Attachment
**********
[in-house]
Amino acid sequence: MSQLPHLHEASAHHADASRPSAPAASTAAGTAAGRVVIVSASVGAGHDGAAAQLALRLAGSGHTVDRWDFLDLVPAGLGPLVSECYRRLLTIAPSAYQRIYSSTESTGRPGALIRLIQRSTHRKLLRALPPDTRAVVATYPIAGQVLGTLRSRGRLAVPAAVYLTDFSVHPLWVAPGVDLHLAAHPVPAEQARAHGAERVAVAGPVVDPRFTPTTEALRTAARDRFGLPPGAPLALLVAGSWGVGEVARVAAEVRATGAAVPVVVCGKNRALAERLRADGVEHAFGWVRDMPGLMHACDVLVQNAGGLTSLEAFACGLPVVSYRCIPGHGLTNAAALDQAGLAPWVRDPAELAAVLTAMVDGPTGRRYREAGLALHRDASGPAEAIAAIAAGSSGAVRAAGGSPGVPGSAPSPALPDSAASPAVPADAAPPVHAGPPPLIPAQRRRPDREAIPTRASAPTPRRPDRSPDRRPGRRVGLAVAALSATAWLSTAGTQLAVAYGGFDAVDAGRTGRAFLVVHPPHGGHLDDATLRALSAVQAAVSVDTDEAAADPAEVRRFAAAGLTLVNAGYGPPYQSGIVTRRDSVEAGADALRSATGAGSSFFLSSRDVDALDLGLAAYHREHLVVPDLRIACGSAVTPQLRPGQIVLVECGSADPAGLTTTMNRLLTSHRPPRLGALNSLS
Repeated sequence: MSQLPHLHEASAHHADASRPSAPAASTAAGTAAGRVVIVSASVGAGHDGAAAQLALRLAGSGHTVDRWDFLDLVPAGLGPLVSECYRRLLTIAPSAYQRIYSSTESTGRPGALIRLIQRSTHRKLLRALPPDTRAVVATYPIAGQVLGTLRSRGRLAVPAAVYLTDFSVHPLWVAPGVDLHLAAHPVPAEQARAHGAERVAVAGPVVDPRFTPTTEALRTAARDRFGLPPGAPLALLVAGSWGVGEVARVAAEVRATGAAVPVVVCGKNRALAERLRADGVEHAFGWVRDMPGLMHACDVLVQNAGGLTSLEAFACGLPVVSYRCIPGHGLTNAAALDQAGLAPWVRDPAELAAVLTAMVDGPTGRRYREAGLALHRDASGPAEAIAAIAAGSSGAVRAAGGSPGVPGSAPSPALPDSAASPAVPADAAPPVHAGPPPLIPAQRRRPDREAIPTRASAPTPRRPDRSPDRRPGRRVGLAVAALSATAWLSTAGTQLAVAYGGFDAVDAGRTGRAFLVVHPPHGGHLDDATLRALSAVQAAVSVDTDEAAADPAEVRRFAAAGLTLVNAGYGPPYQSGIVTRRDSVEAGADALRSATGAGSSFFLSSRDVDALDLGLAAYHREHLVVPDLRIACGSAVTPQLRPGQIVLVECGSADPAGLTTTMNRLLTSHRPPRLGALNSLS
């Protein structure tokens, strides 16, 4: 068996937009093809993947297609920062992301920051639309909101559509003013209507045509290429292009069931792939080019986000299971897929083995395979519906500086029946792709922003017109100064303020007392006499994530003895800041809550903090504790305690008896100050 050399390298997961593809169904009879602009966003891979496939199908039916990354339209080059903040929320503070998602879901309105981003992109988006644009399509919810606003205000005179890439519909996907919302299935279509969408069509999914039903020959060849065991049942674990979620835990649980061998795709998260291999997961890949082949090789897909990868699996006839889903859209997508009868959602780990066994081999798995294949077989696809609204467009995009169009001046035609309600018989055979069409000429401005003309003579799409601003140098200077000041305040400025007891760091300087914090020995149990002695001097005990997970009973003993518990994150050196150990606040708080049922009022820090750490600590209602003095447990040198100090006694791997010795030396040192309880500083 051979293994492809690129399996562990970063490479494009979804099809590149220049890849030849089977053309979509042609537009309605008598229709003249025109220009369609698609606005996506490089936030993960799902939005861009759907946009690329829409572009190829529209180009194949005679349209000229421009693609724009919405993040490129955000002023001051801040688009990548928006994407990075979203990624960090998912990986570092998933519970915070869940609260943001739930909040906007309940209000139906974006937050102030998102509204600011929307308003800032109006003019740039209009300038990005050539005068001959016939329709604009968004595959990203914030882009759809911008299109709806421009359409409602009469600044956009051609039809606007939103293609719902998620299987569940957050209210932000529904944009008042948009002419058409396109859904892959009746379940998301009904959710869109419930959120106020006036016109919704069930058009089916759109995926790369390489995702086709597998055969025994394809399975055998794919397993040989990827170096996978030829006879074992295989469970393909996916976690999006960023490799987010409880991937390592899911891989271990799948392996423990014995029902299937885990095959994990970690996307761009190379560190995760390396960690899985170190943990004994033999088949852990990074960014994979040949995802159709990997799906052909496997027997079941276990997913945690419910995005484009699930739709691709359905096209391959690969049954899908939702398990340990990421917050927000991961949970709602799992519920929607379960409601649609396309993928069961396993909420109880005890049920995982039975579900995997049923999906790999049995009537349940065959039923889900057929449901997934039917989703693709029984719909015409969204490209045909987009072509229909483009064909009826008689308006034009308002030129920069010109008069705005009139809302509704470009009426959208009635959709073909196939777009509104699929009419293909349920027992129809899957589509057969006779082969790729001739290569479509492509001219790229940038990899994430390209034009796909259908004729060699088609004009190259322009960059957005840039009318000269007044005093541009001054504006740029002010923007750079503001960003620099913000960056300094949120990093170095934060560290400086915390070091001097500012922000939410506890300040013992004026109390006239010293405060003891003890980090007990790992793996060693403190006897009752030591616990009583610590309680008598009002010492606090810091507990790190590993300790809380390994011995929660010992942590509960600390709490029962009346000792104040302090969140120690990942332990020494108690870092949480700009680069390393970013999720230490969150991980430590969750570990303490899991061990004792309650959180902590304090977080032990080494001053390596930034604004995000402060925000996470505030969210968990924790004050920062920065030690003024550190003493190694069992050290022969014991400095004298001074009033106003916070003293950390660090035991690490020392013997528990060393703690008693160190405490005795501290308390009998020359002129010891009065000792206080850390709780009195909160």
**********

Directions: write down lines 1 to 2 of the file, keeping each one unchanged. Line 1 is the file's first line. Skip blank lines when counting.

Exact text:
[in-house]
Amino acid sequence: MSQLPHLHEASAHHADASRPSAPAASTAAGTAAGRVVIVSASVGAGHDGAAAQLALRLAGSGHTVDRWDFLDLVPAGLGPLVSECYRRLLTIAPSAYQRIYSSTESTGRPGALIRLIQRSTHRKLLRALPPDTRAVVATYPIAGQVLGTLRSRGRLAVPAAVYLTDFSVHPLWVAPGVDLHLAAHPVPAEQARAHGAERVAVAGPVVDPRFTPTTEALRTAARDRFGLPPGAPLALLVAGSWGVGEVARVAAEVRATGAAVPVVVCGKNRALAERLRADGVEHAFGWVRDMPGLMHACDVLVQNAGGLTSLEAFACGLPVVSYRCIPGHGLTNAAALDQAGLAPWVRDPAELAAVLTAMVDGPTGRRYREAGLALHRDASGPAEAIAAIAAGSSGAVRAAGGSPGVPGSAPSPALPDSAASPAVPADAAPPVHAGPPPLIPAQRRRPDREAIPTRASAPTPRRPDRSPDRRPGRRVGLAVAALSATAWLSTAGTQLAVAYGGFDAVDAGRTGRAFLVVHPPHGGHLDDATLRALSAVQAAVSVDTDEAAADPAEVRRFAAAGLTLVNAGYGPPYQSGIVTRRDSVEAGADALRSATGAGSSFFLSSRDVDALDLGLAAYHREHLVVPDLRIACGSAVTPQLRPGQIVLVECGSADPAGLTTTMNRLLTSHRPPRLGALNSLS